SEGITTUR presents its Guide for Best Practices in Sustainability for Smart Destinations

SEGITTUR has presented its Guide for Best Practices in Sustainability for Smart Destinations, the objective of which is to serve as a reference for destination managers, organisations and tourism professionals to find out more about success stories and progress towards tourism sustainability.

The Guide, prepared in the context of the Smart Tourism Network, analyses seven challenges for destinations to address sustainability: governance, climate change and the decarbonisation of tourism; knowledge and monitoring of tourist activity; and communication and training in sustainability.

This is in addition to financing and management of economic resources for tourism sustainability; the redefinition of the concept of tourism success and growth; and human rights, labour rights and gender equality in tourism.

Following the Covid-19 crisis, destinations have increased their commitment to a more sustainable tourism model. However, as part of this process, they come across challenges that threaten their commitment to protect the natural environment and cultural heritage, and promote the socio-economic development of the local community. With this in mind, the guide aims to help as much as possible by setting out a list of best practices in the matter.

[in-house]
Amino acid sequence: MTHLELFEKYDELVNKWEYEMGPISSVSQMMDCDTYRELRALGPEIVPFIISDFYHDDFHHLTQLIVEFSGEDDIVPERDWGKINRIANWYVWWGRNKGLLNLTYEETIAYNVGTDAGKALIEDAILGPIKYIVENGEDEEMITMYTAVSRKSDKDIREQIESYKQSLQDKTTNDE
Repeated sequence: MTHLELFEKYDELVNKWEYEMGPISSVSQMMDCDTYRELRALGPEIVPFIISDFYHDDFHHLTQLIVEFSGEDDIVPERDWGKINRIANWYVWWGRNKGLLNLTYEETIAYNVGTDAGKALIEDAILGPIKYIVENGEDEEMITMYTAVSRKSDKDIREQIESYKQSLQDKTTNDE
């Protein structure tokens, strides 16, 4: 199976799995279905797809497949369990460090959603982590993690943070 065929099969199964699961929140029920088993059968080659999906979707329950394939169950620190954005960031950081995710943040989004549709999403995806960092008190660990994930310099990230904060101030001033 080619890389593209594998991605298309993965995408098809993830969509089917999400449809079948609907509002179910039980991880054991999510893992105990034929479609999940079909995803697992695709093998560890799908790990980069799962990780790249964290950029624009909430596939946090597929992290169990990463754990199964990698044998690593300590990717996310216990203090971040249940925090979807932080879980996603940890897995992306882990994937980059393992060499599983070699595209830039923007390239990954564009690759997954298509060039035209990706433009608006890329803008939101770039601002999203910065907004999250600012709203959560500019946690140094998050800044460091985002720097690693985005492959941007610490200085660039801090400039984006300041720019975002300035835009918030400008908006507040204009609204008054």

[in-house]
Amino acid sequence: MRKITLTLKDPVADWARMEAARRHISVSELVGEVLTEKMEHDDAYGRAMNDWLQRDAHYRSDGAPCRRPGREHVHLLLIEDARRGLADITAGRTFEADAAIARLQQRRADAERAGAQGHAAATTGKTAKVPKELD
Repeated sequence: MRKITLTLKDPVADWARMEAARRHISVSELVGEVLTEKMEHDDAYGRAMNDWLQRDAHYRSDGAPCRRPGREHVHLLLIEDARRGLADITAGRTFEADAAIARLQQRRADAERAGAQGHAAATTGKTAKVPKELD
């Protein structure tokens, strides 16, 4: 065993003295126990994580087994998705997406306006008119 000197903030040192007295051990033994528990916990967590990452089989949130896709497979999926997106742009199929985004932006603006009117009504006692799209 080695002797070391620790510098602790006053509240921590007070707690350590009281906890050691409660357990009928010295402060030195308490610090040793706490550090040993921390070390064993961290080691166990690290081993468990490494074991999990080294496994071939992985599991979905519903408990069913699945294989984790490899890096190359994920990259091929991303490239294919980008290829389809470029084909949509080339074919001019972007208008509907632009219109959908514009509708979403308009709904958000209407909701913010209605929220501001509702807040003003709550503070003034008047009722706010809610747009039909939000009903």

The guide consists of 27 global good practices that contribute to making progress with sustainability objectives; to guarantee the quality of tourist attractions; to minimise the impacts caused by the development of tourism; to strengthen relations between the different stakeholders involved in tourist activities; as well as to implement continuous improvement processes.

The best practices included in the guide encompass four aspects of sustainability: management of conservation tourism sustainability; improvement and recovery of cultural heritage; conservation and improvement of the environment; and sustainable development and circular economy.

International best practices include the case of Bhutan, which has implemented a programme to combat rural depopulation and distribute the benefits of tourism. Also worth note is the commitment of Curitiba in Brazil to promotion the destination through artisan products.

In the case of Spain, worth particular mention is the case of the island of Tenerife and its commitment to low-impact accommodation and high energy efficiency; as well as the Green Belt in Vitoria, which has made a commitment to sustainability-based urban development. Other projects include the Murcia project forming networks, sustainable food and support for zero-kilometre agricultural products that seeks sustainable development using local resources.

Australia, Azores, Benidorm, Chiclana, Costa Rica, Donostia San Sebastian, Dubrovnik (Croatia), Galapagos (Ecuador), Gijón, Málaga, Mallorca, Puerto de la Cruz, Ribera de Navarra, Rotterdam, Santander, Sydney, Sweden, Thailand, The Bay of Plenty, Torremolinos and Valencia are the other destinations whose best practices have been chosen.

This Guide on Best Practices combines a series of manuals, guides and guidelines published by the Smart Destination Network, which contribute to providing guidelines, tools and instruments to promote the recovery of destinations and generation of knowledge in tourism